youth homelessness overview

Every year more than a half million young people, ages 12 to 25, experience homelessness in the United States. They are on their own. Overwhelmingly, they are youth of color and young people who identify as LGBTQ. These young people want to learn, work, and contribute positively to communities. 

In this critical period of brain development, young people benefit from positive experiences and environments. Collectively, we can do more for them by advancing policies and programming aimed at the environmental supports young people need to transition into successful adults and responsible citizens. 

strategy

At the Raikes Foundation, we believe youth homelessness is solvable by working together. Since 2011, we've aimed to make it a rare, brief and one-time occurrence for young people in King County. More recently, we've expanded our efforts to also help Washington state and the nation prevent and end youth homelessness. We see our role as a catalyst by bringing people together to learn what work, share promising practices and unlock resources for youth. 

PREVENTION AND EARLY INTERVENTION

As a society, we're missing major opportunities - through our public schools, child welfare services, and juvenile justice system - to recognize the early warning signs of young people in crisis and connect them to supportive services. We can stem the tide of youth homelessness through enhanced prevention and early intervention efforts.  

Public Schools: On average, there are 14 students experiencing homelessness in every public school across America. With the proper support, teachers and staff can help identify youth who are facing crises and connect them to the right services, such as counseling, legal assistance, or housing. 

Child Welfare: The instability of being in the foster care system often leads young people directly to homelessness. With more resources and improved coordination among youth-serving agencies, child welfare can play a vital part in keeping young people from ever experiencing homelessness. 

Juvenile Justice: Too many youth cycle between the juvenile justice system and homelessness. Law enforcement, probation officers, prosecutors, defense attorneys, and judges can break this cycle by linking young people to supportive services, such as housing, education, and employment opportunities. 

CRISIS RESPONSE

Even one night on the streets can derail a young person's future. The faster crisis response systems can identify and match a young person with appropriate services, the sooner that young person can get back on a path toward stability. That's why we're fostering collaboration to better understand the needs of young people, align available services and develop innovative solutions. 

PATHWAYS TO STABILITY

Education and employment are fundamental for long-term stability as young people exit homelessness. We're working with partners to create education and employment pathways that help homeless youth get on a positive trajectory toward adulthood.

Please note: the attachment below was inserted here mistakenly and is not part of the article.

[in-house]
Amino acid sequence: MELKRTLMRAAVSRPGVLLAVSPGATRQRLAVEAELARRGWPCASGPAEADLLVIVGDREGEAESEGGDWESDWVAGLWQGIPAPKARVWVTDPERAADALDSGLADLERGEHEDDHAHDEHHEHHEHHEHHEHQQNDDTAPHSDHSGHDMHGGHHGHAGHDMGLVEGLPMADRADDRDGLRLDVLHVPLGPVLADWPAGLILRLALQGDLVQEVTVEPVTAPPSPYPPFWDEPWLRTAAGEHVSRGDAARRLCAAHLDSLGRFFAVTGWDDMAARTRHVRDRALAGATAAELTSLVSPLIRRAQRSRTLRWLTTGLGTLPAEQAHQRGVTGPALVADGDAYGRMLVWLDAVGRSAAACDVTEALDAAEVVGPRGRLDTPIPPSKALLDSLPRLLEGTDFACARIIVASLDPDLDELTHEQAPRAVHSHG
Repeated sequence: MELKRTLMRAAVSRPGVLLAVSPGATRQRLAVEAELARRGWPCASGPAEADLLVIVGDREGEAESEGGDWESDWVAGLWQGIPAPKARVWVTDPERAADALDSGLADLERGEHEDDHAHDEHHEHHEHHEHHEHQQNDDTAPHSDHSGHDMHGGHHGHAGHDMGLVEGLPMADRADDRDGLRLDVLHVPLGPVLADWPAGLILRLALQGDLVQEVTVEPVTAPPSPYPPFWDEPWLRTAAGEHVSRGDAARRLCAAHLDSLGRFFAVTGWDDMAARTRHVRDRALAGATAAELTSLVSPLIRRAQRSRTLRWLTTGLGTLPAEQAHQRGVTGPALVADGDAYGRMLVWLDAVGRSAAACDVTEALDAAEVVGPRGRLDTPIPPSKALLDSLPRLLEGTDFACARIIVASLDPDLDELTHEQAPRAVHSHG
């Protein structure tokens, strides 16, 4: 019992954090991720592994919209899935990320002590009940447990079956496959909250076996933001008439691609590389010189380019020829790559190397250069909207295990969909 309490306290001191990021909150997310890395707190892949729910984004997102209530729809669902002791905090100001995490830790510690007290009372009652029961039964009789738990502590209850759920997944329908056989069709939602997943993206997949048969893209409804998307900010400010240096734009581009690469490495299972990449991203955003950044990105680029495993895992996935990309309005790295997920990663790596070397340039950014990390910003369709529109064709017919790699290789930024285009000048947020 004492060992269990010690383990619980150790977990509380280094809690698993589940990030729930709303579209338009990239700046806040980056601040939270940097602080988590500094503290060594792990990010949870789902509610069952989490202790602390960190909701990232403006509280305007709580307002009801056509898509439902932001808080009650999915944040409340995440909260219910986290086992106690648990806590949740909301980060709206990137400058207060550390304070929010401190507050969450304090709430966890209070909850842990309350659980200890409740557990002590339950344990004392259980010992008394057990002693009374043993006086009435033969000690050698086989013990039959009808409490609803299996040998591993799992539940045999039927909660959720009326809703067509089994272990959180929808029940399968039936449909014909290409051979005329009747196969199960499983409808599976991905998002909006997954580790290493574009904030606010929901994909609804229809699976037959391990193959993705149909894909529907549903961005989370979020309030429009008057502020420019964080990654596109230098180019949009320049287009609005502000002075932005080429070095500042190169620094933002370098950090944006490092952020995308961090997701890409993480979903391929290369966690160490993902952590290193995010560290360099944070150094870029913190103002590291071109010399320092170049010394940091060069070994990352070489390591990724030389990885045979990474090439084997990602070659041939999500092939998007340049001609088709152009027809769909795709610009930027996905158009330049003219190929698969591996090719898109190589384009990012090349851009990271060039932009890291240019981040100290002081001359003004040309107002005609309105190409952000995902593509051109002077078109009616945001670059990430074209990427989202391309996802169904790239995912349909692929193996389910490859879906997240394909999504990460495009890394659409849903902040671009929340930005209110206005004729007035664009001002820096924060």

PARTNERSHIPS AND ADVOCACY

The time to act is now. If we don't invest in our future today, we allow existing problems to grow, which only costs us more in the long run. We're partnering with public and private leaders across the nation to fund research and raise awareness of the urgency of solving youth homelessness. 

 

 


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progress

In just a few years, much has been accomplished in King County's fight against youth homelessness. The Raikes Foundation is proud to be a contributor to these community-led efforts with support from other funders, service providers, policymakers and young people. We all recognize that our journey is not finished, but we are on our way to making youth and young adult homelessness rare, brief and a one-time occurrence. Here are some of our proudest accomplishments to-date.

 

WE'VE HELPED MOBILIZE FUNDERS

  • We brought together a group of private and public funders—now known as the Youth Funders Group—to collaborate on making youth and young adult homelessness rare and brief.
  • Almost $5 million in new public and private funds have been dedicated to prevention, data collection, and coordination since 2011.

 

We’ve supported the development and implementation of the Comprehensive Plan to Prevent and End Youth Homelessness

  • This robust roadmap was assembled by a diverse group of more than 100 stakeholders, including homeless youth.
  • We funded a full-time staff position to lead the regional work, including implementation of the Comprehensive Plan.

 

Our investments have contributed to greater coordination countywide, as well as to better data collection and analysis

  • Through Community Sign In, every youth seeking services is now counted without duplication. Every youth engaging with a service provider is asked a common set of questions. The responses are entered into a countywide system for analysis.